1. Morning meetings—Every morning, there are grade school teachers that host morning meetings with their classes. In the middle and high school levels, these could be adapted as mini-meetings, or even interpreted as advisory classes. Morning meetings can give students space to share their ideas and knowledge about classes and school, and can open dialogue to promote student-adult partnerships.
  2. Advisory—Research supports student advisory classes. These can be innovative, creative spaces where teachers can re-imagine traditional relationships between teachers and students, and among students themselves. Many schools have used advisory classes to build communication, solve problems, and establish a positive, supportive school climate.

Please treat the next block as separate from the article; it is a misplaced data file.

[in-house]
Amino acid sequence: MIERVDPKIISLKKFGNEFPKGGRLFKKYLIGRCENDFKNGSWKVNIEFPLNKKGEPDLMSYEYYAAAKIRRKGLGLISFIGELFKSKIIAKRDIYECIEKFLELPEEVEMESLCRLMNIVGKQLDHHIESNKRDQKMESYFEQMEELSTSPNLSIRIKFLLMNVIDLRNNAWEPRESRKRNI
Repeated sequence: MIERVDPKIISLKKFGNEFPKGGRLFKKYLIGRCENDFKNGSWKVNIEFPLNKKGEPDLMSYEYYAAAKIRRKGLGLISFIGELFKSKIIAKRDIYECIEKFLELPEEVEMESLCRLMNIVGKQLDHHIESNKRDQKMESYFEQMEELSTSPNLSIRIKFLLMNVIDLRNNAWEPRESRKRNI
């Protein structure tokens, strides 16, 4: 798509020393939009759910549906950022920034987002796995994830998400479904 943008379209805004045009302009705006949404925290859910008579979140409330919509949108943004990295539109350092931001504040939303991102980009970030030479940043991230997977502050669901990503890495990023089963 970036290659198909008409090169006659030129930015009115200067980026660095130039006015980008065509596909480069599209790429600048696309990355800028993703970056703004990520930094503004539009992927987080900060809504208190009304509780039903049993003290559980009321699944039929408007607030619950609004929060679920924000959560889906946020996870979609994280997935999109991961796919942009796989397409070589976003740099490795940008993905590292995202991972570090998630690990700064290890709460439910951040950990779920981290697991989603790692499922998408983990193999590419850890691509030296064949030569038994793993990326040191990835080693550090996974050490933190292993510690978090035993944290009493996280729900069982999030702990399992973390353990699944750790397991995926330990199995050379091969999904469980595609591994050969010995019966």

3. Student voice—For a long time, student voice was treated only as a way to listen to students in big school decision-making, and as the vehicle for making students read school newspapers. However, today we understand that student voice should be integrated throughout teaching, learning, curriculum and evaluation matters. When students see themselves and hear their voices in everything taught throughout schools, schools improve.
  4. Restorative justice—More than simply being a discipline procedure, restorative justice is a new approach to establishing, sustaining and re-inventing school culture. Students work as partners with adults in schools to communicate, solve problems and establish a nonviolent, nonhierarchal way of being. It requires a day-by-day commitment by everyone though, and is maintained through constant adherence and frequent renewal.